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Old cell phones worth more ton for ton than a gold mine

A process called “urban mining” may have many rethinking simply throwing their old electronics into the trash can or tossing them into the junk drawer to collect dust. The so-called urban mining describes a process where old electronics like computers and cell phones are scavenged and ripped apart for their base metals like iridium and gold.

With metal prices hitting all time highs around the world, the urban mining business is booming. The metals recovered from the process are reused in new electronic devices and the gold and other precious metals are melted into ingots that can be used to create jewelry or used to create new electronic devices.

Gold is common in many electronic devices and components for its ability to better transfer electricity than copper. Tadahiko Sekigawa, president of Eco-System Recycling Co. told Reuters, “It can be precious or minor metals, we want to recycle whatever we can.”

It might not seem like there would be enough gold or other precious metals inside obsolete electronics to warrant the effort of recycling. On the contrary, used electronic devices are often a much better source of gold than actually having a small gold mine.

According to Reuters a ton of ore form a gold mine produces only 5 grams of gold on average. A ton of used cell phones can yield 150 grams of gold or more. In addition to the gold the same volume of discarded phones can have 220 pounds of copper and 6.6 pounds of silver as well as other metals.

The price of gold alone hit an all time high in March 2008 of $1,030.80 per ounce. One Eco-Systems recycling plant in Honjo, Japan produces around 440 to 660 pounds of gold bars per month with 99.99% purity. This amount of gold has a worth of about $5.9 to $8.8 million on today’s market. That's literally the same output as a small gold mine.

When the amount of money that can be made from recycling old electronic components for their base metals is taken into consideration it is easy to understand why Clover Technologies Group, the winner of the contract with the USPS for its mail-in recycling project, was willing to foot the bill for shipping. The amount of money also makes the fact that America ships tons of used electronics overseas each year look like American’s are doing someone a favor.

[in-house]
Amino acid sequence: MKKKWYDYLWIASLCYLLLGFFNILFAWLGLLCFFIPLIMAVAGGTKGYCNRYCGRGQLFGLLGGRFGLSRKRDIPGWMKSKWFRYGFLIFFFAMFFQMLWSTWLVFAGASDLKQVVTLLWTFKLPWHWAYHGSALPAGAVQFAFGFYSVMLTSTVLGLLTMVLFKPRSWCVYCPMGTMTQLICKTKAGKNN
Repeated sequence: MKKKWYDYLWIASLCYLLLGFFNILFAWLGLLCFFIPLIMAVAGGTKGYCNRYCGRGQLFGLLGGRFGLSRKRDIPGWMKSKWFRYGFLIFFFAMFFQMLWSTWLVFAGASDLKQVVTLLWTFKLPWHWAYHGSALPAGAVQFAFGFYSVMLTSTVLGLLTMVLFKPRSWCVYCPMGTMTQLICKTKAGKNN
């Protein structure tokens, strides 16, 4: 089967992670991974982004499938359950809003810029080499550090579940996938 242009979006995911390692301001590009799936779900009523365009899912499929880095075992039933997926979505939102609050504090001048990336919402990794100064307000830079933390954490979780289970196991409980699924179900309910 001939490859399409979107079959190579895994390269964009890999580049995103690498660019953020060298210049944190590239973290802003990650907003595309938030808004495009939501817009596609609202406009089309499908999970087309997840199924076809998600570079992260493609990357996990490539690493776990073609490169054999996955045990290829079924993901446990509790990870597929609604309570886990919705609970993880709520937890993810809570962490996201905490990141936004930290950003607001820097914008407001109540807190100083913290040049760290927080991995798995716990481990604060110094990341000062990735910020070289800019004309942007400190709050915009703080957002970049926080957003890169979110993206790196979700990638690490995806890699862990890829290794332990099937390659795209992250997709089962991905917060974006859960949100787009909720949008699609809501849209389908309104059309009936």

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Free phone recycling!
By therealnickdanger on 4/30/2008 2:53:24 PM , Rating: 5
Whenever I see those bins at Best Buy, I just smile because I know that someone, somewhere, is making a fortune. I wish it was me.

RE: Free phone recycling!
By Smartless on 4/30/2008 3:02:23 PM , Rating: 4
Want to start a business together? Come one come all, we recycle cellphones, Goldschlager flakes, catalytic converters, air bags, and whatever else people don't know have precious metals in it. haha.

You know in Hawaii we're having problems with people stealing the copper wiring from street lights. I don't know if its the same everywhere else.

RE: Free phone recycling!
By FITCamaro on 4/30/2008 3:14:33 PM , Rating: 3
Its happening in many abandoned buildings and construction sites. Regardless of where you are.

RE: Free phone recycling!
By Laitainion on 4/30/2008 3:30:58 PM , Rating: 2
My train to York's been delayed before because the copper wiring (used to control the signals) was taken. While it was live, obviously since you can't just turn off the signalling system.

RE: Free phone recycling!
By nosfe on 4/30/2008 4:04:08 PM , Rating: 5
copper wiring? whats that? here in Romania you hear every now and then of people stealing the train rails!

RE: Free phone recycling!
By nugundam93 on 4/30/2008 5:53:41 PM , Rating: 2
hahahaha they steal copper wires from phone cables and even the metals from bridge rails, manhole covers, etc. in the philippines.

RE: Free phone recycling!
By rajaf on 4/30/2008 7:21:57 PM , Rating: 2
They do that in Romania too... they will steal entire sections of railroad and all the wiring along side it... some people...

RE: Free phone recycling!
By rollakid on 5/1/2008 3:44:26 AM , Rating: 2
Same too in Malaysia. Manhole covers, drain covers, street signs, even my alloy wheel airvalve cap fall victim.

Oh, they raid those unmanned recycling booth/center too, the type that you just put the stuff there.

RE: Free phone recycling!
By jtemplin on 4/30/2008 4:31:37 PM , Rating: 2
Now that goldschlager flake one is going to be a problem...

RE: Free phone recycling!
By TimberJon on 4/30/2008 4:48:23 PM , Rating: 2